Japan’s Rakuten Set to Challenge Amazon With Help From Kobo

Who is Amazon’s biggest competitor? It may be a Japanese company you’ve never heard of.

Rakuten is set on challenging Amazon’s global dominance by appealing to the third-party merchants Amazon works with today and by growing it’s digital content business to compete with the Kindle.

We recently learned about the company’s strategy through the eyes of Neel Grover, the CEO of Buy.com, Rakuten’s online shopping subsidiary in the U.S.

For now, Rakuten is admittedly Amazon’s much smaller competitor, though it is dominant in Japan.

The publicly held company is worth $14.5 billion compared to Amazon’s $85 billion market capitalization, and it pales in comparison to Amazon’s mass in the U.S. Buy.com is ranked 410th here versus Amazon’s sixth-place standing, according to Compete.

But Grover said Rakuten has a two-part plan for going up against Amazon.

First, it will target and partner with third-party resellers and merchants.

Amazon does this, too, but often ends up competing with the merchants because it has its own warehouses and products that it is selling, he said.

“Oftentimes Amazon will compete with the retailer. [Third-party merchants] teach Amazon what to buy and sell, which is ultimately not good for the merchant,” he said.

Rakuten, on the other hand, does not own any warehouses or any inventory itself and instead gives retailers — brick and mortar or e-commerce — the tools and traffic to support their own businesses.

In May 2010, Rakuten acquired Buy.com.

“I sought out Rakuten. … I thought their model was one that would give us a unique differentiator in the U.S. and we could learn and bring their model to our site and customers,” Grover said. “We are still in the final stages of transforming, and it’s taken a bit of time to get it transformed.”

But, he confidently added, “It will win out in the long-term.”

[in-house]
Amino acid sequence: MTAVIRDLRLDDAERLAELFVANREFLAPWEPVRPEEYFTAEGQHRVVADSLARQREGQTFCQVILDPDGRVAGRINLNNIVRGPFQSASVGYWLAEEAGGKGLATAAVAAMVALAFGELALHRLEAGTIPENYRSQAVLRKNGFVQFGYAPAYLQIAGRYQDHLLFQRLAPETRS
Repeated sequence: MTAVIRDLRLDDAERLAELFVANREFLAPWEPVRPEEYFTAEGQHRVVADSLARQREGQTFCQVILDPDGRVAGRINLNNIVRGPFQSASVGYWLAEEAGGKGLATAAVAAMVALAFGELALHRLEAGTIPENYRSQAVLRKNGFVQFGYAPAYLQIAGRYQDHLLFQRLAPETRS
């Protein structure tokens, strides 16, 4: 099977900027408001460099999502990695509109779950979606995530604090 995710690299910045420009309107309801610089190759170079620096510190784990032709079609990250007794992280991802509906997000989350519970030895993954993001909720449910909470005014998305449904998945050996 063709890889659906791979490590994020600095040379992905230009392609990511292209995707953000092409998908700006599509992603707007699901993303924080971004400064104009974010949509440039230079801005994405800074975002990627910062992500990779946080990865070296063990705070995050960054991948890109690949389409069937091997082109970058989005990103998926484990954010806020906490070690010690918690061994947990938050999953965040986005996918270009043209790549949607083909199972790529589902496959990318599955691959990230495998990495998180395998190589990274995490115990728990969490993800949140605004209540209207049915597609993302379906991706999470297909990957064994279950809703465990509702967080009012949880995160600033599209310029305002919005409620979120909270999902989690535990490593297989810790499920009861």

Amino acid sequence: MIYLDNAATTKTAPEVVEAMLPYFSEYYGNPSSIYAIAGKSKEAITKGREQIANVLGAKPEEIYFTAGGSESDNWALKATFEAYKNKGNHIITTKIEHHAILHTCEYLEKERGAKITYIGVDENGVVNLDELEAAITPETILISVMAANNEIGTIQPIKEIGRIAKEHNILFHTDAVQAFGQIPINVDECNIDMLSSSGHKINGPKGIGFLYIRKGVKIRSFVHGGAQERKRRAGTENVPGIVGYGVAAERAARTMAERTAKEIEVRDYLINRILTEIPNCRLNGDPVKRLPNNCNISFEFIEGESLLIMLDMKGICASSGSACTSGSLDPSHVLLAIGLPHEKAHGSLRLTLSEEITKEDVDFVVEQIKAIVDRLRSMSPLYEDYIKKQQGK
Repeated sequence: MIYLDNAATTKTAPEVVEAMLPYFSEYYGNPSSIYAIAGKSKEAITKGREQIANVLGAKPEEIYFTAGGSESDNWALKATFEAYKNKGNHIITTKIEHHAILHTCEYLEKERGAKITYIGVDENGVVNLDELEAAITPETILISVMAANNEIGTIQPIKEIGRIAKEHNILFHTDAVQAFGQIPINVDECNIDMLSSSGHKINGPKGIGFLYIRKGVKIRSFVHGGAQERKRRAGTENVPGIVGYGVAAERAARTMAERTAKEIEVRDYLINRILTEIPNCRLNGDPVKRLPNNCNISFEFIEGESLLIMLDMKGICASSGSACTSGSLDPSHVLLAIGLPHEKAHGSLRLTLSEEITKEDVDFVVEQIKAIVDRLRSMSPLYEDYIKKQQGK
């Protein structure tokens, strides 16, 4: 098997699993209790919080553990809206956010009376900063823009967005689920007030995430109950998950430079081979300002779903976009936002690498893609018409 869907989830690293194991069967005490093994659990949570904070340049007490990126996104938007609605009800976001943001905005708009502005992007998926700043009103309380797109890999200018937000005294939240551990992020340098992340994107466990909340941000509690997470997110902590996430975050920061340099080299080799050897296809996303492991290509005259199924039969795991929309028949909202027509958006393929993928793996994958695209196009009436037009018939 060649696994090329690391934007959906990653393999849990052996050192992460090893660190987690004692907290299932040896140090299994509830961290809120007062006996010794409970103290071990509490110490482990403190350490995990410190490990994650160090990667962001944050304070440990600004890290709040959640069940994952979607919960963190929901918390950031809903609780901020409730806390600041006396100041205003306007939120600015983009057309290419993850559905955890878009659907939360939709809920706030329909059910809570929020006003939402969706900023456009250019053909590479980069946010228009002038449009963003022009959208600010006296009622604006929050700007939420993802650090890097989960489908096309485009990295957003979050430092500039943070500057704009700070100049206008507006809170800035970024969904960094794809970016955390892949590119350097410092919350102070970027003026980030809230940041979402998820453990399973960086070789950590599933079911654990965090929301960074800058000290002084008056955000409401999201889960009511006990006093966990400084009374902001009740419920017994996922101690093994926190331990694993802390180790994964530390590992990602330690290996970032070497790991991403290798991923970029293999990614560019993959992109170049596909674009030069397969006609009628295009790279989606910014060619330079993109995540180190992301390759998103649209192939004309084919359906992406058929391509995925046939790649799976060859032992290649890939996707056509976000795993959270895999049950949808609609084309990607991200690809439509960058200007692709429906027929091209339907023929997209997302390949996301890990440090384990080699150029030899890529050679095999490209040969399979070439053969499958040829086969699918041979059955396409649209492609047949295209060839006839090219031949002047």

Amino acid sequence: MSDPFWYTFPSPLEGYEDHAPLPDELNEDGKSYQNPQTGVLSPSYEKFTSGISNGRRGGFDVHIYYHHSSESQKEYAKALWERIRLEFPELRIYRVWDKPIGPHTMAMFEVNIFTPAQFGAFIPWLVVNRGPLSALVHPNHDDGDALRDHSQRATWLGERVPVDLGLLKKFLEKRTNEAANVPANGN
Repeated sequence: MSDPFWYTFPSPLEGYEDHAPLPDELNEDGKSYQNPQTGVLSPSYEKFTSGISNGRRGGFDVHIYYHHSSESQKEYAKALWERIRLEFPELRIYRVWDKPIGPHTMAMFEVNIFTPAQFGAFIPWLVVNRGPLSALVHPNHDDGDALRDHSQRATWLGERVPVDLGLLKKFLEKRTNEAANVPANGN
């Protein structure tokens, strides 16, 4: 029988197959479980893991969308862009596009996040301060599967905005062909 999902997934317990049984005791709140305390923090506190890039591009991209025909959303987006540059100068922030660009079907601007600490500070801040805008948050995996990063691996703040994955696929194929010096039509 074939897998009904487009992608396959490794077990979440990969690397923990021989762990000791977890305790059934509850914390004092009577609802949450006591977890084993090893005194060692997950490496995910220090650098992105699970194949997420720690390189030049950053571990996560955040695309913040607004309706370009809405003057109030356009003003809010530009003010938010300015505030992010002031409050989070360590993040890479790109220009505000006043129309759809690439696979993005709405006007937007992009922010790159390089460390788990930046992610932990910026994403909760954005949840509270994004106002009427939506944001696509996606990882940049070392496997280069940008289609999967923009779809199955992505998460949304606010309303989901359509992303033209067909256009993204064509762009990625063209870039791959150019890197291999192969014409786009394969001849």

A similar approach is being taken by eBay, another e-commerce giant in the U.S.

The second part of Rakuten’s plan is to go after Amazon’s growing digital business, spanning music, e-books and other content.

In November, the Japanese company purchased Kobo, a runner-up in the e-reader race behind the Kindle and Barnes & Noble’s Nook. It paid $315 million in cash for the Canadian company.

Rakuten is banking on the Kobo in assisting with its move into providing downloadable media to consumers, starting with e-books.

At the time of the acquisition, Kobo CEO Michael Serbinis told All Things D that Rakuten will give Kobo the financial backing to grow internationally, as well as compete in the U.S.

“The U.S. is absolutely important. It’s fundamental. We have millions of U.S. users today, and we plan to grow that substantially, and internationally it represents a big opportunity as well,” he said.

Earlier this month, Buy.com started linking to Kobo from its site, so that consumers have the option of buying a physical copy of a book or a digital version. Other integration efforts are also under way.

It also wants to get into other digital content, like music. Back in 1999, Buy.com was one of the original sites to have a digital music store, but Grover said it was a pretty poor experience because of all the restrictions that record labels were mandating. A lot of that has now changed.

“We are definitely looking as a group at all digital content. … We are looking at different solutions, but today we have not continued on with our initial music store,” he said.

As with Kobo and Buy.com, acquisitions are always an option, he said.

“We’ll continue to look at everything that would make our business better. It hasn’t been shy over the past two years. We have a global vision to create an e-commerce marketplace offering all goods, and we continue to see that grow.”

And going up against Amazon, some serious growth is what Rakuten and Buy.com will need.

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Another gadget you don’t really need. Will not work once you get it home. New model out in 4 weeks. Battery life is too short to be of any use.

— From the fact sheet for a fake product entitled Useless Plasticbox 1.2 (an actual empty plastic box) placed in L.A.-area Best Buy stores by an artist called Plastic Jesus